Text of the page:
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Free Radic Res. 2000 Oct;33(4):419-26.

Flavonoids protect against oxidative damage to LDL in vitro: use in selection of a flavonoid rich diet and relevance to LDL oxidation resistance ex vivo?

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  • 1Department of Nutrition and Dietetics, Nutrition, Food and Health Research Centre, King's College London, UK.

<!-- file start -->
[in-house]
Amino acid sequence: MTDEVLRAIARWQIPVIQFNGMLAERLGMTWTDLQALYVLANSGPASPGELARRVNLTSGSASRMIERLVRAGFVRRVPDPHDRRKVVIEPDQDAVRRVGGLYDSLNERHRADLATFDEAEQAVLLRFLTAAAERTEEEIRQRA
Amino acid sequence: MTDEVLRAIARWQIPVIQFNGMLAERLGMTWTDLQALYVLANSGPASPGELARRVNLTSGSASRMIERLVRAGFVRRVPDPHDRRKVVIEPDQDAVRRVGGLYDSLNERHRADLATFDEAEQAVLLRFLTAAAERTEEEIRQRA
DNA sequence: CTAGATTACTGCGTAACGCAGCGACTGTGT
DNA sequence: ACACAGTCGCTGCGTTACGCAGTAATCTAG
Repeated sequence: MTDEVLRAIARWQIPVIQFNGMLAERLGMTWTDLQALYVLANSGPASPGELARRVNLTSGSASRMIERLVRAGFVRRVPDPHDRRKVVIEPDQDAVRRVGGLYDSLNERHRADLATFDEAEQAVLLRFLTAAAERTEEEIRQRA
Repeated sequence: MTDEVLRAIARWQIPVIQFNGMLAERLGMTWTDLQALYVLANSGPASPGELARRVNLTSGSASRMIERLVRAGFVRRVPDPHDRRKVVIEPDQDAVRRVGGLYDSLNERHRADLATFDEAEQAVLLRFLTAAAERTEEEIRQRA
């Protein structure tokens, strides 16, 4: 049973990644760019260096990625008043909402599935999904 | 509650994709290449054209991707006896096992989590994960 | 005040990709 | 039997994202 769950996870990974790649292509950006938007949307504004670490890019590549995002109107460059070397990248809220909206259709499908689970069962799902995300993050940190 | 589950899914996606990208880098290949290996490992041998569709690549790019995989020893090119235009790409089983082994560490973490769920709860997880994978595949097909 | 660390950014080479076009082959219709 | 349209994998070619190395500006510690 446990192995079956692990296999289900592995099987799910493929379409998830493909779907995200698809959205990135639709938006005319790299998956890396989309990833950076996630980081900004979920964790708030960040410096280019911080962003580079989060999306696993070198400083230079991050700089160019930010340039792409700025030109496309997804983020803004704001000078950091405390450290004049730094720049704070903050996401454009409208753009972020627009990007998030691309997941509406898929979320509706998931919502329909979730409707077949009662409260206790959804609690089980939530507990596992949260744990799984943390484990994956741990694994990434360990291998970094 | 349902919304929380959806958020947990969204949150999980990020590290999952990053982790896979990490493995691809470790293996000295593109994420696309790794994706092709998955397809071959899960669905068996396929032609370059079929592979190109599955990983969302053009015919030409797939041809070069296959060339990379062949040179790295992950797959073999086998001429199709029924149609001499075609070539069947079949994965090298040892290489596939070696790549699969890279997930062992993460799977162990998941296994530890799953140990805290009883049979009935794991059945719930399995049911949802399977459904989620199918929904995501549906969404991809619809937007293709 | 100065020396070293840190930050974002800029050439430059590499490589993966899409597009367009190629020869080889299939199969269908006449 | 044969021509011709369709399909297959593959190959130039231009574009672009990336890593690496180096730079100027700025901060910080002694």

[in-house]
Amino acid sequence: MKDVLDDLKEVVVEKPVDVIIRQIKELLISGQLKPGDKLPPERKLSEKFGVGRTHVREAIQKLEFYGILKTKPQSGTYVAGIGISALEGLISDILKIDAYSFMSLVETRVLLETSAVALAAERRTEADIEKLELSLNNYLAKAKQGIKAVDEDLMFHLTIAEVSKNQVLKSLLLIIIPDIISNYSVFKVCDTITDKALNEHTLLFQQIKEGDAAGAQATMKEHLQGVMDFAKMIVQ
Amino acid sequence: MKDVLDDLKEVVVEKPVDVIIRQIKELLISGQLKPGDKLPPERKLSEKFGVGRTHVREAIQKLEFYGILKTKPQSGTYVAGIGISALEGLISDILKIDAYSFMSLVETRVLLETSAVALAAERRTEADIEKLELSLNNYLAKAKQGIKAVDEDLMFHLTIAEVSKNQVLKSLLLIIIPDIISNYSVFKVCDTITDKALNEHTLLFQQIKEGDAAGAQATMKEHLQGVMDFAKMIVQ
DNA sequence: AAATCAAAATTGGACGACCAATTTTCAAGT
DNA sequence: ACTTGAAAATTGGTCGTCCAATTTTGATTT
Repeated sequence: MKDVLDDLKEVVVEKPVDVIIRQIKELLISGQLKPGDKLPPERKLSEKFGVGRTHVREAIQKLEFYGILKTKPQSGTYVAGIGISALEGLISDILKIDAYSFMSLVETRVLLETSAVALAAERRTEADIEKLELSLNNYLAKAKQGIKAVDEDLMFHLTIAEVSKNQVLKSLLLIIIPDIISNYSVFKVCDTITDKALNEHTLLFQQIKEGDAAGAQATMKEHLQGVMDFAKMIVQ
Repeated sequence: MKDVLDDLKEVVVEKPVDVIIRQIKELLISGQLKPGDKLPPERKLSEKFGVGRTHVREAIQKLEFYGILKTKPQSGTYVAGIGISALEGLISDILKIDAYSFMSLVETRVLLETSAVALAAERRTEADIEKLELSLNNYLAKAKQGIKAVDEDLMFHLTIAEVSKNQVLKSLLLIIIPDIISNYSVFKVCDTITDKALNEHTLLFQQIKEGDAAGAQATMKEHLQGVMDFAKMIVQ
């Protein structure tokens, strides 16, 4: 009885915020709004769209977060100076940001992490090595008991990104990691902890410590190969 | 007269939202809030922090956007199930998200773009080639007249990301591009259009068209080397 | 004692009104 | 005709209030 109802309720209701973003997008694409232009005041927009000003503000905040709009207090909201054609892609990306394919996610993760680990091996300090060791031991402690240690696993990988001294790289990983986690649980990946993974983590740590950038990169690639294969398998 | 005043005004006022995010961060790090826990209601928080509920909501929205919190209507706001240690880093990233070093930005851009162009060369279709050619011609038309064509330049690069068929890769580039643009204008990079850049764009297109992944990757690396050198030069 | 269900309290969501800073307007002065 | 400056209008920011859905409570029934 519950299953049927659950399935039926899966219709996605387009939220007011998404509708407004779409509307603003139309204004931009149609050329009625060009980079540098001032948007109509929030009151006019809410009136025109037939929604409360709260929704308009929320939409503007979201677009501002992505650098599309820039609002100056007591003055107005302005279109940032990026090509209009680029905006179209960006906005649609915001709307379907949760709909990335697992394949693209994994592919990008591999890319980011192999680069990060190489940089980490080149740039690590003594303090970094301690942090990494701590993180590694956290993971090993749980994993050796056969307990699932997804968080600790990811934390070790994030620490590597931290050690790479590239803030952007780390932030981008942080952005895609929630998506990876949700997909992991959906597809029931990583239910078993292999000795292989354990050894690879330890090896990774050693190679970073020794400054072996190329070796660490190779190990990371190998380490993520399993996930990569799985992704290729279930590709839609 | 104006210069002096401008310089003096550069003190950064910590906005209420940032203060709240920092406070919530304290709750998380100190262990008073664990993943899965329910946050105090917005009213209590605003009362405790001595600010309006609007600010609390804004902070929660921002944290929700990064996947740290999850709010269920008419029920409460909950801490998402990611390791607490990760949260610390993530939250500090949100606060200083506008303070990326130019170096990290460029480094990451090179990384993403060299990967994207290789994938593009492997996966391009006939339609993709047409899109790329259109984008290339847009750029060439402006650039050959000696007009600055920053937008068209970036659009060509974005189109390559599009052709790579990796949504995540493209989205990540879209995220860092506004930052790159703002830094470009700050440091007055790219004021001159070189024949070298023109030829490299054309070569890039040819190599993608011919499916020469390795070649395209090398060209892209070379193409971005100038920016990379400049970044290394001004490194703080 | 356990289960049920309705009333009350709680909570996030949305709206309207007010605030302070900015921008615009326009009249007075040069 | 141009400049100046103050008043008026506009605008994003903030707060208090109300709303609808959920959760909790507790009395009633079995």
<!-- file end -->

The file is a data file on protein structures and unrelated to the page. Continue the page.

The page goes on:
The ability of a range of dietary flavonoids to inhibit low-density lipoprotein (LDL) oxidation in vitro was tested using a number of different methods to assess oxidative damage to LDL. Overall quercetin was the most effective inhibitor of oxidative damage to LDL in vitro. On this basis, a diet enriched with onions and black tea was selected for a dietary intervention study that compared the effect on the Cu2+ ion-stimulated lag-time of LDL oxidation ex vivo in healthy human subjects of a high flavonoid diet compared with a low flavonoid diet. No significant difference was found in the Cu2+ ion-stimulated lag-time of LDL oxidation ex vivo between the high flavonoid and low flavonoid dietary treatments (48 +/- 1.6 min compared to 49 +/- 2.1 min).

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